My educational trajectory has been contingent upon my knowledge and successful application of knowledge of American History. I took a keen interest in high school, focusing on the revolutionary period in the late 18th century, the policies of the bipolar world system in the Cold-War era, and especially a focus on culture and history between the 1920s to the present debates ranging American foreign policy to electoral politics. I have curricula to satisfy learners of every level interested in most any era in American history. It is also important to note that I have obtained a 95% score on US History GRE and a perfect 5.0 in AP US History. As a traveling scholar I frequently presented and wrote on American history as pertains to its engagement with the world. I was also living that, 8 years of my adult as an ex-patriate in Europe. And I was teaching it, to eager pupils who knew little English to undergraduate seminars at the university level. I am confident that my expertise and passion for teaching would make me a great candidate to teach your child American History.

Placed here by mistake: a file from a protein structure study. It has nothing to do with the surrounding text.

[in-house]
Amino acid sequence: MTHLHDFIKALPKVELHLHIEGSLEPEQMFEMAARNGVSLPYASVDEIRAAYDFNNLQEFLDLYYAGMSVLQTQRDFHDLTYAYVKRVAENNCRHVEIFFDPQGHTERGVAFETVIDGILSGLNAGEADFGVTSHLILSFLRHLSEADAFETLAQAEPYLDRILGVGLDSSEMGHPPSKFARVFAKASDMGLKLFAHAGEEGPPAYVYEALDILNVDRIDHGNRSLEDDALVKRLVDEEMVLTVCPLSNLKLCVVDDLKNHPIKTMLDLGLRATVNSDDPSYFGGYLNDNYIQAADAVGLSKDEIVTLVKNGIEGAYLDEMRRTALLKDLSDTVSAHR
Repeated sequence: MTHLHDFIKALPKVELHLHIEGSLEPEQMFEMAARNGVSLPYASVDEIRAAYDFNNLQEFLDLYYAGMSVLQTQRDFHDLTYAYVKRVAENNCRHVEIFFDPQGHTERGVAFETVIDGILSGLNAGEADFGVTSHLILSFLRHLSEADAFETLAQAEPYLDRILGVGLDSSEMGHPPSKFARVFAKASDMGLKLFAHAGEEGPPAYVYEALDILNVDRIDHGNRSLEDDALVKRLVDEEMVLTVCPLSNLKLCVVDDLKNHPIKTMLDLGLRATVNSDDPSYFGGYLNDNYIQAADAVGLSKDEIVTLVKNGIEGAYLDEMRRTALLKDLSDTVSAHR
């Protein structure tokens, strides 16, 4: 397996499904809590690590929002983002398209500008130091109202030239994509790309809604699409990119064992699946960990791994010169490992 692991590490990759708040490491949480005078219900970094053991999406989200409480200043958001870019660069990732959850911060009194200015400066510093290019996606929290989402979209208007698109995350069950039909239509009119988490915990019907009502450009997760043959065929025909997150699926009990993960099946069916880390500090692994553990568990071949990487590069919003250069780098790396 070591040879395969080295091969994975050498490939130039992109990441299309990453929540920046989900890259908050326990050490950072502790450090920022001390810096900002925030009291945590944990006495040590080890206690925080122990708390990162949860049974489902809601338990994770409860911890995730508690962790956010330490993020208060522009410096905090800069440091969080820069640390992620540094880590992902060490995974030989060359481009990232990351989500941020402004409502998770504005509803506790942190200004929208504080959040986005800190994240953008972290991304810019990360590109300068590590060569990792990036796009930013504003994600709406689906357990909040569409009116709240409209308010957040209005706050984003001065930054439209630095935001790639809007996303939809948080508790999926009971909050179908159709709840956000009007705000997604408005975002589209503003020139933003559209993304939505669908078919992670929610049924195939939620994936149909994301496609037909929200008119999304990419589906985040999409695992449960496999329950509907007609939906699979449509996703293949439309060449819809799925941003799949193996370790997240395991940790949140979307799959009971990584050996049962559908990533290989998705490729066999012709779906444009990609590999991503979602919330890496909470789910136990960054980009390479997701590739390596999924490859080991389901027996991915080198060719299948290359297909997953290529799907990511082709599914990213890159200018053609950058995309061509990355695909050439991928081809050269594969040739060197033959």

As a successful university and postgraduate student, I have relied on tried and true study habits and skills. I stress "smart-work", enhancing efficiency and enabling more deep study. Navigating any kind of study requires more than aptitude and effort. From elementary school through the post-graduate university level, I have learned both practical and psychological approaches to learning that are effective, sustainable, and have been taught with great conviction and success in the past. My former pupil had an "attitude" problem. It was pretty clear after three lessons that her attitude towards study was sabotaging her talents. When students learn to learn, as I teach students to "read", it unleashes their creative and academic potential as much as it enriches other parts of life. I had given the aforementioned pupil a historical fiction novel set in Nigeria before I went to St. Andrews University. When I returned over the Christmas holiday, she wanted to know more about Africa. She was proud to show me an atlas she had bought and named nearly forty countries on the African continent! Who do you think was more proud? I am confident that my previous successes in teaching have resulted in better performance in my pupils.